UAE Foreign Minister Sheikh Abdullah bin Zayed Al Nahyan will visit Israel next week to mark two years since the signing of the Abraham Accords, Channel 12 reported on Thursday.
Bin Zayed will meet with Prime Minister Yair Lapid, President Isaac Herzog, opposition leader Benjamin Netanyahu and Alternate Prime Minister Naftali Bennett, who continues to deal with issues related to Iran.
Bin Zayed last met with Bennett in Abu Dhabi during a snap visit by the then-Israeli premier in June, with the Iran nuclear talks at the top of the agenda then as it likely will be during Bin Zayed’s meetings next week.
While Israel and the UAE take slightly different approaches to the issue, with Jerusalem’s position seen as more hawkish, both countries have pressed the US to take a harder line against Iran in the negotiations to revive the nuclear deal. Those talks were believed to have made significant progress last month but have since hit another snag in recent weeks.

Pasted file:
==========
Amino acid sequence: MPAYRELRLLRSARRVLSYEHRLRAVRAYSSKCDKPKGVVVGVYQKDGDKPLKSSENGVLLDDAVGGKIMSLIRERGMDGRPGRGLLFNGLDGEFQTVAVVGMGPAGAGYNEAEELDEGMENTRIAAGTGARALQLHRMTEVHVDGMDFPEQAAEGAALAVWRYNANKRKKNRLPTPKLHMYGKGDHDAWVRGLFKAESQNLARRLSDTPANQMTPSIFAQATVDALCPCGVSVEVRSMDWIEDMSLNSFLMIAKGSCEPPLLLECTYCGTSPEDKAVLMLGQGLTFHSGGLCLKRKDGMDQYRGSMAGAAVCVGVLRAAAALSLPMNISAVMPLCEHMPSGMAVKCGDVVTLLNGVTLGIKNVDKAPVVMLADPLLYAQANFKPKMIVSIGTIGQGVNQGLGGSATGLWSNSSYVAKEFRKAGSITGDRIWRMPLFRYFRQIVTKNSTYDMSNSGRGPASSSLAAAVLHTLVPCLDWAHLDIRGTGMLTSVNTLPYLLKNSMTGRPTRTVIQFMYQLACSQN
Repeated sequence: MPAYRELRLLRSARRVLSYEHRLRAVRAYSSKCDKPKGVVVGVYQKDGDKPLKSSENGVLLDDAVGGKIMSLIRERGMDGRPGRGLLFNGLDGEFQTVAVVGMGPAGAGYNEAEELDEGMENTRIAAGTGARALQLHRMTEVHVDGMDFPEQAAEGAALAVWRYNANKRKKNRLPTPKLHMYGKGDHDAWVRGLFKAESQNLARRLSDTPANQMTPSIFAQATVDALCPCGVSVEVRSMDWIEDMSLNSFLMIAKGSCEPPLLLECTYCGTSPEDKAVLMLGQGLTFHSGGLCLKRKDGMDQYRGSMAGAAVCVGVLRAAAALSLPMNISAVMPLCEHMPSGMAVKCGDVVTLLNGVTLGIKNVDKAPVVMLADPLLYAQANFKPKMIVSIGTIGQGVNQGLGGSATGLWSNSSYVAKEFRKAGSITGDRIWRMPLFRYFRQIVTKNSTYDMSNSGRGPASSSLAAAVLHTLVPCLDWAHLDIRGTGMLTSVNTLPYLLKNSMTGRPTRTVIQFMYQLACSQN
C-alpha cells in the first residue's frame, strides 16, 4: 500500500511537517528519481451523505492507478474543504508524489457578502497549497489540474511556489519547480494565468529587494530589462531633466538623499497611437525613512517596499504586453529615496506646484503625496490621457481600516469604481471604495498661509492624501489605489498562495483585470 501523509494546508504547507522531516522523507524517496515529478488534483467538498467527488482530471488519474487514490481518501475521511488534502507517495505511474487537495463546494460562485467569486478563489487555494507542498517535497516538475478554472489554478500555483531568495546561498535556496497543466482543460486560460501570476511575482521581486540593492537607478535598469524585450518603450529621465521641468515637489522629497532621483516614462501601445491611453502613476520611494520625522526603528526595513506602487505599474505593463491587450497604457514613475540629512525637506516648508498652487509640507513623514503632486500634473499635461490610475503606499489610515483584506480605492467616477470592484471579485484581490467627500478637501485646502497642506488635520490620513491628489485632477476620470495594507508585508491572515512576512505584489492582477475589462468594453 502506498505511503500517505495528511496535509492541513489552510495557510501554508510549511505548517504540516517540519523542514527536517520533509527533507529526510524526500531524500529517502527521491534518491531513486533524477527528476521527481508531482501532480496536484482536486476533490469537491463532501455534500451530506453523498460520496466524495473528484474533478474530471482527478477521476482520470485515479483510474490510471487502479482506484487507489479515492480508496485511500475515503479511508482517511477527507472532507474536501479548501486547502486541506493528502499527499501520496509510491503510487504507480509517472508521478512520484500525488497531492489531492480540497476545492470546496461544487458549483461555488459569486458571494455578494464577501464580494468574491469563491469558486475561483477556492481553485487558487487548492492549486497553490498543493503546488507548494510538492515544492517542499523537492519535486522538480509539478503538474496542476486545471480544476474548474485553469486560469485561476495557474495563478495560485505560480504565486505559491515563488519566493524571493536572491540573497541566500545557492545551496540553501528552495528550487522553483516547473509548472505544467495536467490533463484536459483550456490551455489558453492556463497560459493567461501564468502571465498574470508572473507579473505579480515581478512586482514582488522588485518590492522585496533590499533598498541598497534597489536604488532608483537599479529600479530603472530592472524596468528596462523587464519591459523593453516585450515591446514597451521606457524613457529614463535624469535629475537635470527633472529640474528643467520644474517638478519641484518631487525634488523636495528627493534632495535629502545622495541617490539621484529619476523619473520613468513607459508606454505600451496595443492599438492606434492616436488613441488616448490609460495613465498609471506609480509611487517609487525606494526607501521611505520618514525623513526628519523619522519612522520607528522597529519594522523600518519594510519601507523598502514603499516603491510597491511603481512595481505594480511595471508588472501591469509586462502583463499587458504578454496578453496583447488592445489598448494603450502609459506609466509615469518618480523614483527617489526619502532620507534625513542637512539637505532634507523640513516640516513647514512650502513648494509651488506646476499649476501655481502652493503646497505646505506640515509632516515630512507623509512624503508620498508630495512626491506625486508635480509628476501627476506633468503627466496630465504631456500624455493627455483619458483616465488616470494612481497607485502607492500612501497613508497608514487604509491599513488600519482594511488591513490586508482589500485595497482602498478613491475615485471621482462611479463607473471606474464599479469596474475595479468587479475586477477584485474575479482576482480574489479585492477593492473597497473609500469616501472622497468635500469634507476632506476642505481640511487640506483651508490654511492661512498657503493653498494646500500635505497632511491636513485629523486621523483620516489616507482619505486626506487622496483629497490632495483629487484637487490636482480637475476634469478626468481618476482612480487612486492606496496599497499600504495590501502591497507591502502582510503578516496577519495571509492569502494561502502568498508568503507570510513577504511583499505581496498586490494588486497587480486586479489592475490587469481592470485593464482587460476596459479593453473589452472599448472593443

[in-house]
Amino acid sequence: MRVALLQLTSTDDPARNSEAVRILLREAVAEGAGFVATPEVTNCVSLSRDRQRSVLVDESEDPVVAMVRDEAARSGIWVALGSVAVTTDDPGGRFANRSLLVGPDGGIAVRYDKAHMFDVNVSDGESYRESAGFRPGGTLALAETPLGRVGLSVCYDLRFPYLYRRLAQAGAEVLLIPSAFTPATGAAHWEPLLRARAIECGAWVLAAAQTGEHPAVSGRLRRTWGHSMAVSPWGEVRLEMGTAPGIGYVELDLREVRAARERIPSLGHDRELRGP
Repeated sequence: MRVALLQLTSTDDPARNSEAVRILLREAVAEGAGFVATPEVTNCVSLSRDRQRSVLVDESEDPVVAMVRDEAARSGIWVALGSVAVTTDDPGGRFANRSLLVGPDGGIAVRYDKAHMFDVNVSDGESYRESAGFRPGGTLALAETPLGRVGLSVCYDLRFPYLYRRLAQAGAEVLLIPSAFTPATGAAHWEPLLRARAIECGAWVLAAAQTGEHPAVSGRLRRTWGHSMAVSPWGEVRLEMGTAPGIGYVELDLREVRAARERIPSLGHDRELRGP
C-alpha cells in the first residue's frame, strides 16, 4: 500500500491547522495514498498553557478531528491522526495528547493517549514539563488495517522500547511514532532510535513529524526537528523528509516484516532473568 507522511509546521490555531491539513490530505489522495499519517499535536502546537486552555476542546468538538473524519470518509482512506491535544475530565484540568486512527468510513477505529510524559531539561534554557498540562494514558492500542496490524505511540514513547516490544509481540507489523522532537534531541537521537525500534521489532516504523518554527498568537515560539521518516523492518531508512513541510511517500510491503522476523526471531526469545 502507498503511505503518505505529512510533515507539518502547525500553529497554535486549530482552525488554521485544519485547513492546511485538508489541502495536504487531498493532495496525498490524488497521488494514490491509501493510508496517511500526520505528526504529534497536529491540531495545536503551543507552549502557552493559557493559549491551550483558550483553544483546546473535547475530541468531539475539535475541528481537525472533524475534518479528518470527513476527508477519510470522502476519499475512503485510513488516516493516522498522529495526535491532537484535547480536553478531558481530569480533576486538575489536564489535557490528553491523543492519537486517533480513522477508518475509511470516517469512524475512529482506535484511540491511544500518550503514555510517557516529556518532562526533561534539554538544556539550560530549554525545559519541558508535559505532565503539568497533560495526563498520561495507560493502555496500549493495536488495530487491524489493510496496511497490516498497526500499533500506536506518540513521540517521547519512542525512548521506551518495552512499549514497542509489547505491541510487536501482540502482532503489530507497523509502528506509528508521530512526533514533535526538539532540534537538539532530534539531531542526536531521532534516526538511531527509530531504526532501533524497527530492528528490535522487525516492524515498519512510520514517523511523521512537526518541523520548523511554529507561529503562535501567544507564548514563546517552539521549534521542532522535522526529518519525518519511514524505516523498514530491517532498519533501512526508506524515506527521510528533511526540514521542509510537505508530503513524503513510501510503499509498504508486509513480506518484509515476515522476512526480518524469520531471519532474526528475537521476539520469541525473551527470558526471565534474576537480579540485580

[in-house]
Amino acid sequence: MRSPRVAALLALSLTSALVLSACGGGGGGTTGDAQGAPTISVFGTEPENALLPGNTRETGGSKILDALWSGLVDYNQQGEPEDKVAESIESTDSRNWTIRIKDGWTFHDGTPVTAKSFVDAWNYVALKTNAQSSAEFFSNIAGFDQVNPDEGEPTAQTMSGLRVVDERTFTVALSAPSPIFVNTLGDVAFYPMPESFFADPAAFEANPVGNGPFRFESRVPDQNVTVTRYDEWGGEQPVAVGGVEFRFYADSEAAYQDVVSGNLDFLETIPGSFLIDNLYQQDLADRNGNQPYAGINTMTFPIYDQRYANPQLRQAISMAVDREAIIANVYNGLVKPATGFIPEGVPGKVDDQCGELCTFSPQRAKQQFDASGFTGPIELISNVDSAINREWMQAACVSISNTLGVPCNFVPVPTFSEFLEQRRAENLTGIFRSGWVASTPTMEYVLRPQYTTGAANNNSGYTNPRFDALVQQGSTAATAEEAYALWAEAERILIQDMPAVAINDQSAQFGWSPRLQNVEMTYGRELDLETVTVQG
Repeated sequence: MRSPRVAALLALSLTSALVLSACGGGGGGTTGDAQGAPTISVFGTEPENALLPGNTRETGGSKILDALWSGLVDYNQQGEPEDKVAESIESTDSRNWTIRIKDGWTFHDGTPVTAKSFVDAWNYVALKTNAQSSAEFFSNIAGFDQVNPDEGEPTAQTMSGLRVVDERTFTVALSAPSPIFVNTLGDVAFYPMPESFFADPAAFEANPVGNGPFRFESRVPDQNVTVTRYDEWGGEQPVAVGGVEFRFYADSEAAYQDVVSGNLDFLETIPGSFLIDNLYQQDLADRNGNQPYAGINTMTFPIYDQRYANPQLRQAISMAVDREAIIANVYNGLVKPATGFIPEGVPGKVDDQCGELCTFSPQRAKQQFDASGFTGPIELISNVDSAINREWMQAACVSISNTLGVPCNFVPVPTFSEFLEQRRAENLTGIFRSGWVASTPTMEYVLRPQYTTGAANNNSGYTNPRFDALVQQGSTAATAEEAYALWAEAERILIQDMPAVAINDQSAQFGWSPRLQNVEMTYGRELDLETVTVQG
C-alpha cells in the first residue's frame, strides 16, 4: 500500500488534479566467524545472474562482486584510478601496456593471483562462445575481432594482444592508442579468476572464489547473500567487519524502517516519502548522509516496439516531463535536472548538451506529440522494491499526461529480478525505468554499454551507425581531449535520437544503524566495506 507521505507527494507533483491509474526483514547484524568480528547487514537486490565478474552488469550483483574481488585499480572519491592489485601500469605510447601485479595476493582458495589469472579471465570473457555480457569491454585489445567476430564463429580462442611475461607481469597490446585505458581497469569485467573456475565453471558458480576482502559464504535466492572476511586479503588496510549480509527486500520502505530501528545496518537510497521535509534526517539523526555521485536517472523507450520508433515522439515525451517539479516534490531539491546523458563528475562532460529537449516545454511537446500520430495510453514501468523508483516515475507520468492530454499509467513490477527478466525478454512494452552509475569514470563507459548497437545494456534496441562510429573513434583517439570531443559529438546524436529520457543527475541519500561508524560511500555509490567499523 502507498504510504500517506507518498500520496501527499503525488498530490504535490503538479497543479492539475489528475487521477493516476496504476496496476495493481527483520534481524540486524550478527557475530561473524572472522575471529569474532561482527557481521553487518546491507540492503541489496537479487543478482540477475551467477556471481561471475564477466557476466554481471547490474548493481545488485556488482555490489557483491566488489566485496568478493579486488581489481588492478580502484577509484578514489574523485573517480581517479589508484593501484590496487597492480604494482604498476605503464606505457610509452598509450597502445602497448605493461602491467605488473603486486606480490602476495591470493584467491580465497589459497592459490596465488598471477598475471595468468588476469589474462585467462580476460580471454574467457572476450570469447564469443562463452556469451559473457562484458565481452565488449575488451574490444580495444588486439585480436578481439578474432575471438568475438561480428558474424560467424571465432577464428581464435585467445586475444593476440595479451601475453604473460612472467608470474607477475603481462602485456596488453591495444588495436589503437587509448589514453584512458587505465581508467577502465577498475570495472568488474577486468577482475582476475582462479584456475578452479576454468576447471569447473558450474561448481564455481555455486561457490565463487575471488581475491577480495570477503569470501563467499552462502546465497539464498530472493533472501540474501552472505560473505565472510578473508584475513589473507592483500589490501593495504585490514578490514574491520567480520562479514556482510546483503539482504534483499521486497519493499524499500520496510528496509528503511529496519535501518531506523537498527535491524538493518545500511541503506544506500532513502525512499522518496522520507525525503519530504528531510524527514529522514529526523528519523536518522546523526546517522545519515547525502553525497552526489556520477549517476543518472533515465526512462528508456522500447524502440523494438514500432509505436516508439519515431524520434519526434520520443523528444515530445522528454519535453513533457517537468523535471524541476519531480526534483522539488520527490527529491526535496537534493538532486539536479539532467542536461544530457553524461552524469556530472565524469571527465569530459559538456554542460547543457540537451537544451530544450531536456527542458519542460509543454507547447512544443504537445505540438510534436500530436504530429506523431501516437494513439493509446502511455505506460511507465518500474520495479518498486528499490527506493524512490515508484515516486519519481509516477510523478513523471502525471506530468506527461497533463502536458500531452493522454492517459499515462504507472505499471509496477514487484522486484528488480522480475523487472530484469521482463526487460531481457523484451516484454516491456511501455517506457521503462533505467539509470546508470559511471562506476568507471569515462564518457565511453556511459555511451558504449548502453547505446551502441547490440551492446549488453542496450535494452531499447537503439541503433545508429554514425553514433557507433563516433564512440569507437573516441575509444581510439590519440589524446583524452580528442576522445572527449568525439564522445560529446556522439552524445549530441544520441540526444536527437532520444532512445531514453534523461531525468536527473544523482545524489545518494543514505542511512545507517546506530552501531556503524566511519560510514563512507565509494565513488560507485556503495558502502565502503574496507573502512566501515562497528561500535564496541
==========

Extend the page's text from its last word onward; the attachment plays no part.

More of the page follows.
The Emirati foreign minister was last in Israel in March for the Negev Summit along with Bahraini, Moroccan, Egyptian and US counterparts, where they agreed to form a regional forum to discuss regional issues. This will be his first bilateral visit.
The UAE and Israel signed a normalization agreement in 2020 as part of the US-backed Abraham Accords. Bahrain, Sudan, and Morocco also normalized ties with Israel in the framework of the accords.
Trade between Israel and the United Arab Emirates in 2022 has reached $1.4 billion in the first seven months of the year, Israel’s ambassador to the country Amir Hayek revealed last month. This is a significant increase from an already booming previous year when trade between the countries amounted to $1.2 billion.
Despite the positive developments, there have been minor signs of friction in the Israel-UAE relationship. A day after a record number of Jews were allowed to visit the Temple Mount on Jerusalem Day earlier this summer, the UAE foreign ministry called on Israel to provide “full protection” at the site, and urged respect for the Hashemite Kingdom of Jordan’s informal role as custodian of Jerusalem’s holy sites.
The statement also called for an end to “provocative violations” at the Temple Mount and urged “maximum restraint” from Israel to avoid further instability.
In addition, plans to build a permanent sanctuary for Dubai’s fast-expanding Jewish congregation have sputtered to a standstill, Jewish leaders say. The new community is running up against hurdles that religious groups long have grappled with in the federation, where the state’s official religion of Islam is closely monitored, non-Muslim practice is controlled, and religious buildings are limited.